How ‘biased listening’ can be a challenge for companies

Such habitual issues are not addressed by companies until they become a major deal breaker for them

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It is quite common in the corporate world to come across people who only listen to what they want to hear. That means, when such people are being conveyed something that they do not wish to hear, they will not be fully in tune with what the person speaking to them is trying to communicate. This kind of selective listening is known as biased listening and needless to say may cause the selective listeners to miss crucial parts of a discussion.

It is natural for such listening bias to often lead to distortion of communication. As Praveen Purohit, deputy CHRO, Vedanta, aptly puts across, “This is one listening trait that separates leaders from managers.” In a business meeting where the strategy of a new product launch is being devised, some managers may just listen or pay attention to what they want to hear. They may only want to hear about their specific role or work in the entire execution of the plan. As per Purohit, such an outlook can actually lead to big blunders. Imagine the consequences if all the managers focused only on what they had to do, but the execution strategy actually involved tasks requiring cross-functional team collaboration and delivery! If the managers present fail to pay attention to others parts that were also equally important, the team may end up missing their proposed deadline for the product launch!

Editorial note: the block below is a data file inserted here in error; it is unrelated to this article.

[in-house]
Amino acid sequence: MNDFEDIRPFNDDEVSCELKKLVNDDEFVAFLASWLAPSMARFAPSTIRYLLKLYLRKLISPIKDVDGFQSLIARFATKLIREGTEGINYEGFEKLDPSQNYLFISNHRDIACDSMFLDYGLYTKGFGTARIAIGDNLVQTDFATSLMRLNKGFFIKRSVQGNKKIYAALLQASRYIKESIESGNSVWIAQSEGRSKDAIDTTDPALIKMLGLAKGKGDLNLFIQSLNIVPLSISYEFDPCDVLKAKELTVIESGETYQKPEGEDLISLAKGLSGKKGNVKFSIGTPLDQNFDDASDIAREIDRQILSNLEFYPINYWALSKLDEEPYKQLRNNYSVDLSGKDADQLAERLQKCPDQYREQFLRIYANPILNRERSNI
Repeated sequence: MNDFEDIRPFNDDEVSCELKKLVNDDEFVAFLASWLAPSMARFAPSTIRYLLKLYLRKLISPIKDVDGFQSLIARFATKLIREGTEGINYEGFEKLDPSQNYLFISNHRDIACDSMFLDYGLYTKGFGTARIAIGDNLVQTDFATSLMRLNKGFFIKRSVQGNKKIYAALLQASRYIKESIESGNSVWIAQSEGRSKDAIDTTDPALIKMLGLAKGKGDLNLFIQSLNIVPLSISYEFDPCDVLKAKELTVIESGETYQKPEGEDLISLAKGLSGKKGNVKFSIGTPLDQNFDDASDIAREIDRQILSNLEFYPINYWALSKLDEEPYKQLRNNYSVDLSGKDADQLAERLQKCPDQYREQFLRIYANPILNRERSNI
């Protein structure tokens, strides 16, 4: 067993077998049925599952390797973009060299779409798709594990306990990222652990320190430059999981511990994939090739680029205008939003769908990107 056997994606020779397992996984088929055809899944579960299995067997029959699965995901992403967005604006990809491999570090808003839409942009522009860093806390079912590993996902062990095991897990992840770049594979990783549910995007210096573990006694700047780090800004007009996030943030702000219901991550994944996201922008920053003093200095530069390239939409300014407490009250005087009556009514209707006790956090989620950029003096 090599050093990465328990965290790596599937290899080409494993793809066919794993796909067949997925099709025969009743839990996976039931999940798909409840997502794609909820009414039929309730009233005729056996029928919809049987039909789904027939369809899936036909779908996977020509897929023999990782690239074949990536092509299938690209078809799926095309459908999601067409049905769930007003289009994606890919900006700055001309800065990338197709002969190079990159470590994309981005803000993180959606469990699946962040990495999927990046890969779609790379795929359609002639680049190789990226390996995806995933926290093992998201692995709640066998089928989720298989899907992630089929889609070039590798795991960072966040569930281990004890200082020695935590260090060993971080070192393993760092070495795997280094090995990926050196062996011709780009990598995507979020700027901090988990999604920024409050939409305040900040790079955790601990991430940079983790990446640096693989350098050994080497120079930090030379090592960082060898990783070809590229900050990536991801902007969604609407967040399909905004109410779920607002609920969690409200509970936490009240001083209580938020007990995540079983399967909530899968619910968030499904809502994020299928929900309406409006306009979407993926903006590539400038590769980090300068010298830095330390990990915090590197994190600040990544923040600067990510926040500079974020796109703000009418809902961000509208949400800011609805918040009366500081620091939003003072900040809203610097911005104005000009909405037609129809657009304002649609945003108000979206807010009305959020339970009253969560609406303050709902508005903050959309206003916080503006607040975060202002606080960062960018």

“Bias listening often seeps into people who see success early in life”

Sharad Sharma, CHRO, Pramerica Life Insurance

 

Purohit says biased listening is very much common amongst the mid-level or lower- level managers or team leaders. “C-suite members may not have this issue, which is why they are leaders,” points out Purohit.

However, Rajeev Singh, CHRO, Solara Active Pharma, equates the phenomenon of biased listening with confirmation bias. The latter is a phenomenon where people tend to search for or interpret information in a manner that supports their existing beliefs.

“If people have poor listening skills, there will be no clarity or transparency amongst team members and the line of communication will get disturbed,” observes Singh.

He further warns that biased listening can also lead to the problem of confirmation bias amongst people. “In such a case, things can go beyond the issue of communication gap amongst people. The relationship dynamics can be affected in a team if the issue is not addressed on time,” warns Singh.

Sharad Sharma, CHRO, Pramerica Life Insurance, asserts that biased listening is commonly observed in authoritative cultures. “This behaviour often seeps into people who see success early in life,” Sharma adds.

“This is one listening trait that separates leaders from managers”

Praveen Purohit, deputy CHRO, Vedanta

Is biased listening duly tackled by companies?

Human resource leaders feel very few companies may specifically try to tackle the issue of biased listening in leadership-development courses. While such behaviour should be nipped in the bud, it is not often done so. “Companies often overlook listening bias in case of a star performer unless it leads to a major escalation or a showdown,” points out Sharma.

Listening bias is actually a personal habit. Therefore, companies may not feel the need to address the issue unless it leads to major disruption in the organisation.

“Biased listening can also lead to the problem of confirmation bias amongst people”

Rajeev Singh, CHRO, Solara Active Pharma

No wonder HR leaders believe that leaders need to work towards improving their listening skills. “Visionary leaders often put in efforts to hone their listening skills. Anyone who wants to tackle the issue of biased listening, will have to practise to get rid of this habitual trait,” believes Purohit.

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